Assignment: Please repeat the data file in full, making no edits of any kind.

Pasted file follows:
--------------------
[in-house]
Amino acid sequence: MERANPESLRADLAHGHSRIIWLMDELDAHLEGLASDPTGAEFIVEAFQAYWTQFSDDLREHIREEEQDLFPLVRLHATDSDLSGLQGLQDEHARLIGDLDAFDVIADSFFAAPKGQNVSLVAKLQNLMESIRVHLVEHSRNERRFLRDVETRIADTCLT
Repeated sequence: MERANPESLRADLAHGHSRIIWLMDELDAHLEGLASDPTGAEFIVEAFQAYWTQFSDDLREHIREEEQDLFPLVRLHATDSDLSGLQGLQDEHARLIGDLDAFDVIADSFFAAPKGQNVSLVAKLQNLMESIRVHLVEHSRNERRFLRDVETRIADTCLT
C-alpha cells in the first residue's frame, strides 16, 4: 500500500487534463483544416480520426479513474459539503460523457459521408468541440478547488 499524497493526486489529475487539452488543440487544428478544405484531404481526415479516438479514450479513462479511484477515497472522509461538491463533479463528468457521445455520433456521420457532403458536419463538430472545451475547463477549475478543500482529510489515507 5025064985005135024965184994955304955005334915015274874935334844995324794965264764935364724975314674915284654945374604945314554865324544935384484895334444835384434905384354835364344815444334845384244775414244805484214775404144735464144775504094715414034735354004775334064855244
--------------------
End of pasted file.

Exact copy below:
[in-house]
Amino acid sequence: MERANPESLRADLAHGHSRIIWLMDELDAHLEGLASDPTGAEFIVEAFQAYWTQFSDDLREHIREEEQDLFPLVRLHATDSDLSGLQGLQDEHARLIGDLDAFDVIADSFFAAPKGQNVSLVAKLQNLMESIRVHLVEHSRNERRFLRDVETRIADTCLT
Repeated sequence: MERANPESLRADLAHGHSRIIWLMDELDAHLEGLASDPTGAEFIVEAFQAYWTQFSDDLREHIREEEQDLFPLVRLHATDSDLSGLQGLQDEHARLIGDLDAFDVIADSFFAAPKGQNVSLVAKLQNLMESIRVHLVEHSRNERRFLRDVETRIADTCLT
C-alpha cells in the first residue's frame, strides 16, 4: 500500500487534463483544416480520426479513474459539503460523457459521408468541440478547488 499524497493526486489529475487539452488543440487544428478544405484531404481526415479516438479514450479513462479511484477515497472522509461538491463533479463528468457521445455520433456521420457532403458536419463538430472545451475547463477549475478543500482529510489515507 5025064985005135024965184994955304955005334915015274874935334844995324794965264764935364724975314674915284654945374604945314554865324544935384484895334444835384434905384354835364344815444334845384244775414244805484214775404144735464144775504094715414034735354004775334064855244